It was clearly overkill, especially when they could find no wrongdoing. But the woman who had summoned them was grateful anyway.
And part of the aim is to be seen to be visible and ready to help - a public relations exercise.
Next call-out was for a dispute between neighbours.
It too seemed trivial enough - an old lady angry because the man next door had constructed a balcony that obscured her access to sunlight.
He had called the police because he said she kept verbally abusing his wife and toddler.
In fact there was a political undercurrent. He was from Russian-speaking Donetsk in the East and she was a Ukrainian-speaking patriot.
"She is insufferable!" said the man.
"Just look what that scumbag did!" complained the woman.
"No need to use insulting language," said Valery, trying to calm them down.
As they continued to raise their voices, he rolled his eyes and cocked a mock gun to his forehead to signal he had had enough.
"We are trained to be helpful and peaceful," he explained later.
These young recruits have to play the part of social workers as well as law enforcement officers - a much needed social service for citizens who never before have had someone in authority prepared to listen patiently to their daily woes.
But it is also an expensive use of police time and possibly a distraction in a place deluged by bigger problems.
Ukraine also needs to get to grips with the large scale corruption and smuggling which have blighted its economy.
This is a country desperately trying to remake itself on all fronts at once, against the odds and against the clock.
Ms Zguladze is optimistic. The police reform is going so well that she has speeded up the rate at which it will be expanded across the country.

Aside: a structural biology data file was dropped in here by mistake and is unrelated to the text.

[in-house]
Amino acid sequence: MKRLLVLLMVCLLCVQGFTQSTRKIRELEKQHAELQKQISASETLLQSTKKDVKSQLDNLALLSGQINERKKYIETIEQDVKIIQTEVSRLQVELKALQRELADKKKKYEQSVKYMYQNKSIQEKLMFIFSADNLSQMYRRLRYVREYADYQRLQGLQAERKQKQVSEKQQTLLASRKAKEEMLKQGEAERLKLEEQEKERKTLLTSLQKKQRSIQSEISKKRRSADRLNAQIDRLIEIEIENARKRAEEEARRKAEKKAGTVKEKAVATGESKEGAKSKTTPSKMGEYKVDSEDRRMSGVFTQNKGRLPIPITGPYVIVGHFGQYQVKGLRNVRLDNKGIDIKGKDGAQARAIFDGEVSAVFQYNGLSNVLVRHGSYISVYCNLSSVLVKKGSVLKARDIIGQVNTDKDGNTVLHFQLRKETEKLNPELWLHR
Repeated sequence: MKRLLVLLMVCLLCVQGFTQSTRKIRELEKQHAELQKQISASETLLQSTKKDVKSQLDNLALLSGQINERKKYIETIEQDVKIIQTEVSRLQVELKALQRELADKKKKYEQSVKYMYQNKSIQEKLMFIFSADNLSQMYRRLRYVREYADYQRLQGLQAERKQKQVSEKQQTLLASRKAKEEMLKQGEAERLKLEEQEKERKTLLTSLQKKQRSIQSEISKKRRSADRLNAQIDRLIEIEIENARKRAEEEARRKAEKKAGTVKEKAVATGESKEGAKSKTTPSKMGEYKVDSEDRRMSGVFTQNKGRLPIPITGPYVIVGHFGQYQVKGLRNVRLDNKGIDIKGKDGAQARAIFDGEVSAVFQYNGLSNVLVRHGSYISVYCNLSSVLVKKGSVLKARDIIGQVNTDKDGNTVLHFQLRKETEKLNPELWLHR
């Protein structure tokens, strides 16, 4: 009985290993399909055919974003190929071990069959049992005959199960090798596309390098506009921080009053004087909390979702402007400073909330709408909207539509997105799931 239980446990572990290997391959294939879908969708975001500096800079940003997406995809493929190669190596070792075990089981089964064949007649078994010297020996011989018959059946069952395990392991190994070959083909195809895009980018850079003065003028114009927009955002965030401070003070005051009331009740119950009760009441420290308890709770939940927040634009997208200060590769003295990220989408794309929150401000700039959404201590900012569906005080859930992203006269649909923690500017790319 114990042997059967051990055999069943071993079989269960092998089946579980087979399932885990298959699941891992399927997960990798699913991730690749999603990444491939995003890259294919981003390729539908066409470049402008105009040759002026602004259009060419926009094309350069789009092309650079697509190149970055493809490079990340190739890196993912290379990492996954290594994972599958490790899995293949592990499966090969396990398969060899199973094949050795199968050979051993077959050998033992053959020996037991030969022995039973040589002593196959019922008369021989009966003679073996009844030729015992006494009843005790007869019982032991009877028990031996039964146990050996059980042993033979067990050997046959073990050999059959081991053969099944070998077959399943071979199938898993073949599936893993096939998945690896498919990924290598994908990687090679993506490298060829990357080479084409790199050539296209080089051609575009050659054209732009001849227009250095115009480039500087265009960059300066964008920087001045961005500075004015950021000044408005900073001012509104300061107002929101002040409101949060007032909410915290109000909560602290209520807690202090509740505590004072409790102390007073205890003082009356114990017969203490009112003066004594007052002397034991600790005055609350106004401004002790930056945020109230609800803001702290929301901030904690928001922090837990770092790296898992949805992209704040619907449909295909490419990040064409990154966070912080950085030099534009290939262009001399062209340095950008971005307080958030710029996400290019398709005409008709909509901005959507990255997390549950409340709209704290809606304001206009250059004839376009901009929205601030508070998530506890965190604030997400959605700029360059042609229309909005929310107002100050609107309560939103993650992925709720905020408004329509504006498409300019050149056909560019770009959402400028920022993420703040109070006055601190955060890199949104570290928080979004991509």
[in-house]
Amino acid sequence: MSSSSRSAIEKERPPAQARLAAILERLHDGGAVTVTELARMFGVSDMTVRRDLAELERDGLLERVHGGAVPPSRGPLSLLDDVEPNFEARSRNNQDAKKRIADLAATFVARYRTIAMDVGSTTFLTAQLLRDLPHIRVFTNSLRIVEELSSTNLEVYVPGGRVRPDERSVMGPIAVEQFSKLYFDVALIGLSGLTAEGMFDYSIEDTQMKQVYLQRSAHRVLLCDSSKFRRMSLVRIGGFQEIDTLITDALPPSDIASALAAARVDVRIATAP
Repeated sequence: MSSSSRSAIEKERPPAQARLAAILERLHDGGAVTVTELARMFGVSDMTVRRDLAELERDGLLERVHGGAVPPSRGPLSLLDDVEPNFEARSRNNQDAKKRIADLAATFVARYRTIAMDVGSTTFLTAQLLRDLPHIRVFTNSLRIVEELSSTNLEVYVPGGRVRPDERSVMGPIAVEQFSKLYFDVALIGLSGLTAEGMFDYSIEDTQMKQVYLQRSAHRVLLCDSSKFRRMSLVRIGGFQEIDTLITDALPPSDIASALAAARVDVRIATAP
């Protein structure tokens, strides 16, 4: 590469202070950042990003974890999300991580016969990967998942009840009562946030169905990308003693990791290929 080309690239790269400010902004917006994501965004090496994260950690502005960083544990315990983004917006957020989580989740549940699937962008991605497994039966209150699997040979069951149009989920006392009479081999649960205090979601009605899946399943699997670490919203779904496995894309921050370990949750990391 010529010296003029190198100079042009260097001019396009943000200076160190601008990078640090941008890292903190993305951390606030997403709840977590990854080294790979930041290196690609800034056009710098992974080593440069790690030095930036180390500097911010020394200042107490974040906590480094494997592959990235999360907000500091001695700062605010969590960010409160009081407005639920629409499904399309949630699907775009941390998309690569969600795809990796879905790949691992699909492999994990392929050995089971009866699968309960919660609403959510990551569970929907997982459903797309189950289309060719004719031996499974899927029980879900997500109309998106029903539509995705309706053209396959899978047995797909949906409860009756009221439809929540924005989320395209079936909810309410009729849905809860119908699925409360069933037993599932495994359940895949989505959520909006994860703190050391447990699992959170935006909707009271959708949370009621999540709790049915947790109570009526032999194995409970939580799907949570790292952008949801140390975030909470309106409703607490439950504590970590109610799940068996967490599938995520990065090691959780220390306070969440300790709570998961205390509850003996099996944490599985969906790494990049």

It is an ambitious vision.
Only 2,000 officers covering Kiev so far and another 2,500 for Odessa, Lviv and Kharkiv either in training or starting to hit the streets.
But how many more will be needed to cover a country of 42 million people?
And for all the flashing blue lights on their cars, their energy and compassion, these patrol officers have limited powers.
When they arrest someone, they take them to the local precinct to be processed by the old militsiya, with whom they are barely on speaking terms.
"Sometimes at the precinct, the detainees we've brought in are released before we've even done the paperwork," said Badri Gogokhiya, a former philosophy teacher aged only 22, but already in command of his team.
The old guard in the back offices know they are on the way out.
Why should they co-operate?
And how long before they actively try to sabotage these reforms, especially in towns far away from Kiev and the careful scrutiny of Ms Zguladze's Ministry?
This is one small reform among the many which Ukraine is trying to implement.
It is the best tangible example of success and so it has been seized upon by the government to convince the population that the country really has started to change for the better.
But there is a very long way to go.